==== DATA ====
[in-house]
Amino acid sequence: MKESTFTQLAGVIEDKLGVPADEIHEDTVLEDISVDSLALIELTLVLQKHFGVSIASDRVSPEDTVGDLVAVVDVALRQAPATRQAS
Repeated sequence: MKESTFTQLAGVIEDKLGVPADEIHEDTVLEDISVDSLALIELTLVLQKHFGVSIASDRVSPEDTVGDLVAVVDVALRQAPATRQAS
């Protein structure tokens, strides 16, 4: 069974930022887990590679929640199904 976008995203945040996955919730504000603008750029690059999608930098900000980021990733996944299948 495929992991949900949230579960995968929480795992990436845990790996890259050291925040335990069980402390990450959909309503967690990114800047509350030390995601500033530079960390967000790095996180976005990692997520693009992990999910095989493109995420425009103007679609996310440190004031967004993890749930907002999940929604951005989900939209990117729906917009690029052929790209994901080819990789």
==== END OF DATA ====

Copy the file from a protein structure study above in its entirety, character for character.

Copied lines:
[in-house]
Amino acid sequence: MKESTFTQLAGVIEDKLGVPADEIHEDTVLEDISVDSLALIELTLVLQKHFGVSIASDRVSPEDTVGDLVAVVDVALRQAPATRQAS
Repeated sequence: MKESTFTQLAGVIEDKLGVPADEIHEDTVLEDISVDSLALIELTLVLQKHFGVSIASDRVSPEDTVGDLVAVVDVALRQAPATRQAS
């Protein structure tokens, strides 16, 4: 069974930022887990590679929640199904 976008995203945040996955919730504000603008750029690059999608930098900000980021990733996944299948 495929992991949900949230579960995968929480795992990436845990790996890259050291925040335990069980402390990450959909309503967690990114800047509350030390995601500033530079960390967000790095996180976005990692997520693009992990999910095989493109995420425009103007679609996310440190004031967004993890749930907002999940929604951005989900939209990117729906917009690029052929790209994901080819990789």